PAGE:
Controlled Comfort

Smothered so softly, slowly, and sad
in a seemingly gentle soothing devotion,
her home is a prison, a puddle an ocean
perfumed with jasmine, roses, and brine
constrained by his claims: “you are mine”
she stays and she lingers, while keys
to her prison are rules she adheres
embraced in his arms away from the trees
she seeks comfort, controlled by her fears
forever a daughter that stays with her dad.

A Girl reading a Letter, with an Old Man reading over her shoulder
Joseph Wright

Today we are having an Open Link Night at dVerse with me as a host. The first hour will be a live session. Please join us at 9 PM CET (3 PM EST).

September 15, 2022

17 responses to “Controlled Comfort

  1. The imagery of the poem can be attributed to so many different prisons – wrapped up by the closing lines. I like that it leads to a specific conclusion, after having us feel and guess.

  2. It was great hearing you read this tonight. At first I thought she’d married a man just like her father, but, as you said, the “twist” is that she’s never left her literal father! I know this happens, and it’s so sad. Even if not a physical incest — which in many cases it is — an emotional one.

  3. This is incredibly powerful writing, Bjorn! The poem addresses so much regarding comfort and control, there is a thin line that separates them, and the imagery here does an exquisite job portraying it. 💘💘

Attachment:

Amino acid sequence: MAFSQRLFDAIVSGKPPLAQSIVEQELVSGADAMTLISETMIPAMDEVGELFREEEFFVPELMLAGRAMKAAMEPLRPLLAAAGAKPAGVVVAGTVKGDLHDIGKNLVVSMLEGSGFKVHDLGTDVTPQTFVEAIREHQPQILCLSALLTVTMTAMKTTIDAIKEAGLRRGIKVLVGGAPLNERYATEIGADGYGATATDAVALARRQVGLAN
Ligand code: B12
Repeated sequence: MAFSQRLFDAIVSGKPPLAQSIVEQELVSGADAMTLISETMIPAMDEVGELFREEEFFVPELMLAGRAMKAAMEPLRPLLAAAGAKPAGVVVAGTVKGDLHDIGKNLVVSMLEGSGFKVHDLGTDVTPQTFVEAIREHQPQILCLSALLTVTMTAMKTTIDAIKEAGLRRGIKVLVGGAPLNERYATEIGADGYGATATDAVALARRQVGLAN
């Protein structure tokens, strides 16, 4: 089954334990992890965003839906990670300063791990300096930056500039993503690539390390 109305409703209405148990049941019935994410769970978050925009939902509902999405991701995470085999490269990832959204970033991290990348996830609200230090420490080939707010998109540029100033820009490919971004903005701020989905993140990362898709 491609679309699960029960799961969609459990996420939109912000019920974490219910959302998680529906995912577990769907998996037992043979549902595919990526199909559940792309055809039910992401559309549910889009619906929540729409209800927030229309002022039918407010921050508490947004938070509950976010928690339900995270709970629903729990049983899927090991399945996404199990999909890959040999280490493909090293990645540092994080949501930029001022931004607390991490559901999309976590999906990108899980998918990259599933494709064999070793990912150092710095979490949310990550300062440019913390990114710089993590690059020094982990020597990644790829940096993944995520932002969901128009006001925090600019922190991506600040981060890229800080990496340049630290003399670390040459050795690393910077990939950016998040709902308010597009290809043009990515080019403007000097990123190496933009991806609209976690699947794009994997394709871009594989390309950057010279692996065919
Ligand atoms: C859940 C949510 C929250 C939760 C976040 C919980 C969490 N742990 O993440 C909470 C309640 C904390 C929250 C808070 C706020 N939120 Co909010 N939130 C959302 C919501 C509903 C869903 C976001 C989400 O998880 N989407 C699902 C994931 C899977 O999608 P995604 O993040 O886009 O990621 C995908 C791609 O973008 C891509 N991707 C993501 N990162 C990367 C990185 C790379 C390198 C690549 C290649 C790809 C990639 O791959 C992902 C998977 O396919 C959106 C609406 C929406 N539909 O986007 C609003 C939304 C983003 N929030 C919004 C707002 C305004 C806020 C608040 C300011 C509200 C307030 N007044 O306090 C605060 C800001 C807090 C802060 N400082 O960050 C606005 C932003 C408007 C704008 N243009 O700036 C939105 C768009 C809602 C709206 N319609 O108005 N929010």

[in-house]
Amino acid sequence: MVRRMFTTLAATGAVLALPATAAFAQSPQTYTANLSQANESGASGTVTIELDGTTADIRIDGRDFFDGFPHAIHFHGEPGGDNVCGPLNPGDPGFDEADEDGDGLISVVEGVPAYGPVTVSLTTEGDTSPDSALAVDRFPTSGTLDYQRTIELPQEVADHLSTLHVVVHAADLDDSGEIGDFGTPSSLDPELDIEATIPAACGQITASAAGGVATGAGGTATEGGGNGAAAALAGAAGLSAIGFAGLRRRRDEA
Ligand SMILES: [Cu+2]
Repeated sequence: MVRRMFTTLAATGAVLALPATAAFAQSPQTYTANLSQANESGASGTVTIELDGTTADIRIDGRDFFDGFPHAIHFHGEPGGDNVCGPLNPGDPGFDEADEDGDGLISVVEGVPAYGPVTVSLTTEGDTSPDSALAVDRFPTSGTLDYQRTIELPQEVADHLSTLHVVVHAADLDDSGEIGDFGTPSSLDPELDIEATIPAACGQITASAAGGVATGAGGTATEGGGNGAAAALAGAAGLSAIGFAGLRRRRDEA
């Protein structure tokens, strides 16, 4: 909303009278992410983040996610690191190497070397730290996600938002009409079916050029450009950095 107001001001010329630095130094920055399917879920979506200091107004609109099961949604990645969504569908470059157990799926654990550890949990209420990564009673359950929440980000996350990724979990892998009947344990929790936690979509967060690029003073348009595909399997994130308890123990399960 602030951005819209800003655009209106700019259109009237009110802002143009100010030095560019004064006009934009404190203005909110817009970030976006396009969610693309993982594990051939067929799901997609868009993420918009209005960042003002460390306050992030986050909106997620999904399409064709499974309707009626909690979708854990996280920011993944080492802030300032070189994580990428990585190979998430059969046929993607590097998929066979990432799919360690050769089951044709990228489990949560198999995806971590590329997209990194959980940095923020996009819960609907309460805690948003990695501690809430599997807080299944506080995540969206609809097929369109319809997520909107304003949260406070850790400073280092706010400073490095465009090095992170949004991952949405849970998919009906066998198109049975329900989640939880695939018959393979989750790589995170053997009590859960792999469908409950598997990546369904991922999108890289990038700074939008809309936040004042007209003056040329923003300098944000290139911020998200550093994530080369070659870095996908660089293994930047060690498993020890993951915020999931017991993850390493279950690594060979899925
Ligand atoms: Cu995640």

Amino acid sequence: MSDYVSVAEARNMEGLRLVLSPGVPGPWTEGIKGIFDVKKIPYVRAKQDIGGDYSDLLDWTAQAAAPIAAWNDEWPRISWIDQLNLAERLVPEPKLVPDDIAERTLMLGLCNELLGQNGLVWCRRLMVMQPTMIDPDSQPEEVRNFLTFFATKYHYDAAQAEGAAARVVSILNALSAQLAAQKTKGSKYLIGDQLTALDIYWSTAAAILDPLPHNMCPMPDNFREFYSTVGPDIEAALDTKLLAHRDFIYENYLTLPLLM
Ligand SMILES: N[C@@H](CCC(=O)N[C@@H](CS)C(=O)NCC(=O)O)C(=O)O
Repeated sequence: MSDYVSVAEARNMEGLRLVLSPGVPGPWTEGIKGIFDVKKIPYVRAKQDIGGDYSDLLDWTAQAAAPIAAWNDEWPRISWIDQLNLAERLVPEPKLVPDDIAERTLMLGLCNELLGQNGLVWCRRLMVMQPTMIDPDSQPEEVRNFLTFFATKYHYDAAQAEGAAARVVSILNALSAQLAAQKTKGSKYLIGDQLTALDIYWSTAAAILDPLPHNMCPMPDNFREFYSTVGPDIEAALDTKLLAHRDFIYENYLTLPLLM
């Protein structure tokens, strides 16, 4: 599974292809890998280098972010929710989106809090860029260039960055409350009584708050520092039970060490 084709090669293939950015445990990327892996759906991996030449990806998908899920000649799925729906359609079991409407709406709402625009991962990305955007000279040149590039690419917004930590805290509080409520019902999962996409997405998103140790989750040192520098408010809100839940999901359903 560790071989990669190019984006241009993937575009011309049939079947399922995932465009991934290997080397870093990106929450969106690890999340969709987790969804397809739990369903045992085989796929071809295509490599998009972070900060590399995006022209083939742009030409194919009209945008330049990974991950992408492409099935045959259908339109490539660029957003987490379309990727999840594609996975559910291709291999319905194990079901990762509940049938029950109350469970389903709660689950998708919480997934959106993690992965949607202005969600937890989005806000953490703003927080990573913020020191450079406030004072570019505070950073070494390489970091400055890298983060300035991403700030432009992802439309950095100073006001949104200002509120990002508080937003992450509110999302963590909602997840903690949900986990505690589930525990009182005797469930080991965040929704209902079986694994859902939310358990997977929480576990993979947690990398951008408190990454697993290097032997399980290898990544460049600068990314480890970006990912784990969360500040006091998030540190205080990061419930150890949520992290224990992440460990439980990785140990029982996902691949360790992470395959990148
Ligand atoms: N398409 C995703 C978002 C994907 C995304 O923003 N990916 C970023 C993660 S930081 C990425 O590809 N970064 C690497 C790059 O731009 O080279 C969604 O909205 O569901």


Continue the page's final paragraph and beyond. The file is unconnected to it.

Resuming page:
4. This is beautiful and rhythmically lulling, like ocean waves:

    “in a seemingly gentle soothing devotion,
    her home is a prison, a puddle an ocean
    perfumed with jasmine, roses, and brine”

    This is about Ariel from The Little Mermaid. 🙂

  5. This poem does a great job of creating the visceral creepiness of the image. Your use of alliteration, sensual details, and the shape of the poem on the page all contribute to a feeling of physical confinement.

  6. So sorry I missed hearing you read this poem … I believed from the beginning you were speaking of a relative … in an ominous way. A childhood friend experienced abuse at a tender age, working thru it and finding forgiveness took decades, but she managed it.

  7. Written with your usual poetic flair, Björn. This one reminds me of Hawthorne’s “Rappaccini’s Daughter,” especially the garden scents.

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